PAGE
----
A highlight of 2017 for me was publishing a story in Bull. I’m a huge fan of it for many reasons. While it’s true that, for too long, all publications were “men’s” fiction, and I completely support and appreciate efforts to end the patriarchy, I do feel this magazine’s focus on Men’s fiction is bold, and done with the right spirit. I also am a huge fan of Jared Sexton who was an Editor for Bull and still serves as a Consulting Editor.
This story about a crazy ambulance ride also had a crazy publishing ride. It sat in American Short Fiction’s queue for 227 days before being rejected. It was accepted by Indianola Review on a paid expedited submission, and then was never published by them as they disappeared. Then it found the home it should have had the whole time in Bull, and got editing love by Ben Drevlow including a new title. It is one of my personal favorites. Here is the opener:
Stealing the ambulance makes me question if listening to Buster Knees had been the smartest move. But when I turn on the siren and stomp on it—hot damn, it’s so much fun to drive. The parting sea of cars makes me feel like Moses. Even though Buster seems mad I’m off plan, the thrill of it all has captured him too. From the back of the ambulance, he screams, “Hell yeah, Virgin! Put that pedal to the floor!”
Here is the link: They Called Me the Virgin
This story was Commended in the Bath Flash Fiction Award. It’s another one I wrote at Kenyon Review Summer Workshop. It sat for a while, and then I took another look at it, and found the additional convention of some internal dialogue that I think helped “finish” it.
Here is the opener:
I finally went to see the doctor because it was easier than telling My Girl that I hadn’t gone. It was easier than watching the disappointment grow. It was easier than admitting weakness.
And here is the link: What If Nothing Hurts Us More Than Imagination?
This next one is one of my favorites too. It’s when I began a phase of moving away from the 300 to 500 word flashes and back to the just under 1000 where I can move with a more traditional story arc. It’s loosely based on an experience my best friend had with his parents. He was generous to give me the story to use. Here is the opener:
I don’t remember whose idea it was to call the exorcist. How anyone knew who to call. My dad had been telling us about the strange things happening at night. A bright light dancing around the room. The ceiling fan moving every which way but the right ones.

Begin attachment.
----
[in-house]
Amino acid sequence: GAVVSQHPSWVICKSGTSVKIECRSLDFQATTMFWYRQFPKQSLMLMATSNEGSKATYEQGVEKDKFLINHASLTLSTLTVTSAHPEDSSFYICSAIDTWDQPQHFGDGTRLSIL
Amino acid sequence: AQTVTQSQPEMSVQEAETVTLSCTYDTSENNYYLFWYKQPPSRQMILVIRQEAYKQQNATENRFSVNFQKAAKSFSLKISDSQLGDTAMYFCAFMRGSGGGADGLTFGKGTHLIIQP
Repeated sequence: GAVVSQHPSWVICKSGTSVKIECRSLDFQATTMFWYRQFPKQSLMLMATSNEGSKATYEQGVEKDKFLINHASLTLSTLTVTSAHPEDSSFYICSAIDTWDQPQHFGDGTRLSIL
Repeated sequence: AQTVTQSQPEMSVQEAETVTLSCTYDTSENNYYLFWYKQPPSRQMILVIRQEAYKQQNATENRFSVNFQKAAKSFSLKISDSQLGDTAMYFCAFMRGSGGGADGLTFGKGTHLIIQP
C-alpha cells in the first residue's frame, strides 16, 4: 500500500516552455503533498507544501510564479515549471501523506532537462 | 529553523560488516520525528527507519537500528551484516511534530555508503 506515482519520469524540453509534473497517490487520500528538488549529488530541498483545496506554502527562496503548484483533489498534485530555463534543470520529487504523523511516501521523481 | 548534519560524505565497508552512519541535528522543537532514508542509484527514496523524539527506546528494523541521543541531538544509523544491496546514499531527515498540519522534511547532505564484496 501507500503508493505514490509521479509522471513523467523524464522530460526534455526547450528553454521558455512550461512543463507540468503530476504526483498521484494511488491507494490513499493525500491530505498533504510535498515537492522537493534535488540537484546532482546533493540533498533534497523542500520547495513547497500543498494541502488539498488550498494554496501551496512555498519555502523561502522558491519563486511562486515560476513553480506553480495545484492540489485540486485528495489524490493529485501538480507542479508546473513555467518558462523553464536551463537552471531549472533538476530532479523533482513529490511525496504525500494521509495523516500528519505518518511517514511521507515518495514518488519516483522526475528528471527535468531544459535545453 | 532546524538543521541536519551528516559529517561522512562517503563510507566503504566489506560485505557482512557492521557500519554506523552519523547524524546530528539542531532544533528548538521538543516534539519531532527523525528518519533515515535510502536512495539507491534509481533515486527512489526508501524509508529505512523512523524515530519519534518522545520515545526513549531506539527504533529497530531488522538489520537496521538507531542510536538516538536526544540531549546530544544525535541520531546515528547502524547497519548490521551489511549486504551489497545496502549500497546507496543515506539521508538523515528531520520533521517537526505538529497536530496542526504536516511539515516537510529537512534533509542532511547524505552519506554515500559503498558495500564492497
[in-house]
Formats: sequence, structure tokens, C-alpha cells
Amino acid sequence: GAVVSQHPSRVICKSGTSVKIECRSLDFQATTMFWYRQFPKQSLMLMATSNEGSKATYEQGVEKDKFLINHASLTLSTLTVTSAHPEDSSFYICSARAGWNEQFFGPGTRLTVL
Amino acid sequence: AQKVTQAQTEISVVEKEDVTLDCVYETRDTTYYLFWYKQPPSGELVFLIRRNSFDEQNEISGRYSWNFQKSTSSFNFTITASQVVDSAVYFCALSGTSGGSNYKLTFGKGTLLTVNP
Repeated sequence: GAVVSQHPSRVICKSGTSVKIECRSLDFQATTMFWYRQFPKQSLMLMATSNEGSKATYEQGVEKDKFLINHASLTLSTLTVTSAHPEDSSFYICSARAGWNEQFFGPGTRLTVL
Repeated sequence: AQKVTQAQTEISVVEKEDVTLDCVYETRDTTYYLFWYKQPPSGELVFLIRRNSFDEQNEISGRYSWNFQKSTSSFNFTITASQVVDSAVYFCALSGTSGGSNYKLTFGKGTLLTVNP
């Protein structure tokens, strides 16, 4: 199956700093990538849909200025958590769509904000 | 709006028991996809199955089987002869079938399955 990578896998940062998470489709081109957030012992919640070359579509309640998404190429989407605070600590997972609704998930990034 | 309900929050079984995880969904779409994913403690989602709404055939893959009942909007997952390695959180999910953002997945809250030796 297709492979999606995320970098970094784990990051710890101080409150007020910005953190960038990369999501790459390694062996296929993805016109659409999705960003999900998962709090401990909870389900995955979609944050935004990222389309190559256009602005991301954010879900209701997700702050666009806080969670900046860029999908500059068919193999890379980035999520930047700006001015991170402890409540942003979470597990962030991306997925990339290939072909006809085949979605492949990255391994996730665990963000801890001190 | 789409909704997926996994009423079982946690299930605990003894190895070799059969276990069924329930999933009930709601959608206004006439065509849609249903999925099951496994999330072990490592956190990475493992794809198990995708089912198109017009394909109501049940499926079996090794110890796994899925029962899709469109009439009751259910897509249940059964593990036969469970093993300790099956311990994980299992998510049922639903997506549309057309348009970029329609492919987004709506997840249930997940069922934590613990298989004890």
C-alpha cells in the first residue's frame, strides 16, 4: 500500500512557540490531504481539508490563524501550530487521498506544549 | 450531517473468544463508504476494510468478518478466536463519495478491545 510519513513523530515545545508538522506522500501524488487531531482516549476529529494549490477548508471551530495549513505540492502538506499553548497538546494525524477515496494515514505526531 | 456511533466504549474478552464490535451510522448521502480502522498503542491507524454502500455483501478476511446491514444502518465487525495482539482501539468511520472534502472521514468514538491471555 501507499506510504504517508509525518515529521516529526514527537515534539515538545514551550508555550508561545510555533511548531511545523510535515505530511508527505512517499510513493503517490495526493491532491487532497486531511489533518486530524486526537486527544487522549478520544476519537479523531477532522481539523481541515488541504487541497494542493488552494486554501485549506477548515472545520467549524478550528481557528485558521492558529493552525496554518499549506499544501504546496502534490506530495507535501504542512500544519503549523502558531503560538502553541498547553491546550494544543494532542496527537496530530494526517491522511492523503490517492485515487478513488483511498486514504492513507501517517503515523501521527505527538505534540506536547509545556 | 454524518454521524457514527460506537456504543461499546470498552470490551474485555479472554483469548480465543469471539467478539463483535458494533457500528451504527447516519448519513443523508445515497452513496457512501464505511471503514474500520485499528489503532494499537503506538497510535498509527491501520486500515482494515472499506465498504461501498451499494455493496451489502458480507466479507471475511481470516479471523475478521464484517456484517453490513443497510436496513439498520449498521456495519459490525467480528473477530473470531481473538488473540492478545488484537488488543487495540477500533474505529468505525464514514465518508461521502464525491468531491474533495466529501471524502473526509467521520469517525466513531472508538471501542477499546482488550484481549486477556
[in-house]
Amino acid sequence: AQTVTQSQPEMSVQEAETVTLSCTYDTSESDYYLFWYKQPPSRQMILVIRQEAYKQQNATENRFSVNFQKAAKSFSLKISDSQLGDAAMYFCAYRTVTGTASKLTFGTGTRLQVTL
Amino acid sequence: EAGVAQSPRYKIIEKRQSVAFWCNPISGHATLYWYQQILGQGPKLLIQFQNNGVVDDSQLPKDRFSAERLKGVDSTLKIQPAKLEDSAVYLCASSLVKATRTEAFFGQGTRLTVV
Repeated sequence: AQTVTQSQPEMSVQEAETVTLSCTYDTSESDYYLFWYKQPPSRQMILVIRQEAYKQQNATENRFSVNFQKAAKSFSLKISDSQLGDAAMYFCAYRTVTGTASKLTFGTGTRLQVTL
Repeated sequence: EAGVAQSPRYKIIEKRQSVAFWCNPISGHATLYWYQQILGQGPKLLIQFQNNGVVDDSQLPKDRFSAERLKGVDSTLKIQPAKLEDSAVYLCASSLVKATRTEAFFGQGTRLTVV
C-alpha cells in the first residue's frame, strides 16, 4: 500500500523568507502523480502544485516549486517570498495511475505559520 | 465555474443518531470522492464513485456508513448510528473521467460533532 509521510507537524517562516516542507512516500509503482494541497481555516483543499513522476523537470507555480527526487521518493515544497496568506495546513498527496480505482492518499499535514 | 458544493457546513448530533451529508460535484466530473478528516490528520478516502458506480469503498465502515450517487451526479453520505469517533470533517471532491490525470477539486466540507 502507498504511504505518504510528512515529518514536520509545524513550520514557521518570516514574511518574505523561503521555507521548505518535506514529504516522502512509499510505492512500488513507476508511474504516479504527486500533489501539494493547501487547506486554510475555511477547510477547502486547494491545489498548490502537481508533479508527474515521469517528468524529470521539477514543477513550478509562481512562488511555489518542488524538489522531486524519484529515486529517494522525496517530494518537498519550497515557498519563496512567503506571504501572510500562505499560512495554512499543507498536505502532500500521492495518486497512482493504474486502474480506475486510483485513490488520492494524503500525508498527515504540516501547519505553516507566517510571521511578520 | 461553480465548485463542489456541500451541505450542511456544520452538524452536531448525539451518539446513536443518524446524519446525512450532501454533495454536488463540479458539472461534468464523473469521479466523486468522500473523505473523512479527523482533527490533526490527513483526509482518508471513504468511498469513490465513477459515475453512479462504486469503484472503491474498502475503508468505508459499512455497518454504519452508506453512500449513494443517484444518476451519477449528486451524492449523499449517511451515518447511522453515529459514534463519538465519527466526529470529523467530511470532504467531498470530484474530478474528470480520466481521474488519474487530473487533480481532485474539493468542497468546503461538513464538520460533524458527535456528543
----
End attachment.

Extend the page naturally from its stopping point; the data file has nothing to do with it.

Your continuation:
Here is the link: Against the Dying of the Light
I’m very happy to have this story up at Ellipsis Zine. Steve Campbell and his group are doing great work for the flash community.
Here is another Kenyon Review Summer Workshop story. We created a lot of content that week. We’d get different prompts and lengths. Some we shared with the group, some stayed private. I always liked these characters. The title comes from a favorite White Stripes song. Here is the opener:
Years later, Christopher and Meryl divorce. Years later later, Christopher and Meryl are to re-marry.
“I’m not getting them another wedding present,” I say to Barbara, my wife, the love of my life, the woman who never does anything wrong.
It ran up at the 2017 Flash Flood, a great day celebrating quick little stories like this. Here is the link: Union Forever
This one appeared in Train. It’s one that taught me a little lesson. I won’t submit to journals that don’t keep the stories out there online. I love Train, but there is a Past Contributor link there, and all of them are dead links. It goes to a blank screen. Here was the story. I feel it might have also been before I learned too slow down my submissions in general. I think this would have been one better served staying in the personal journal. Here it is:
An Atheist Stays at an Airbnb with a Prayer Room
He wants to drink whiskey in the prayer room. Kick the throw pillows around until they show more to life than where they are placed. Make damn sure they know about pain before he agrees to trust them.
He wants to have sex in the prayer room. Pull his clothes off like he is wringing a sponge for his last few drops of water. Dive straight to the bottom to find out what the top is all about.
But, he doesn’t know about the place. A prayer room is confusing. Let’s at least say it isn’t what he expected it to be. Let’s say these differences require a subjunctive mood for resolution.
And so, maybe in there, he remembers his parents, or he feels, in a strange, but peaceful way, that their Jesus doesn’t care about him. Maybe that’s okay. There are too many people in the world. Not everyone would even fit in the prayer room. Maybe he doesn’t mind being alone. Maybe he listens to water rolling over the meditation rock, and he’s not thirsty at all. Maybe he finds confirmation for the things he can believe in. Maybe everything is how they are meant to be, calm in the prayer room.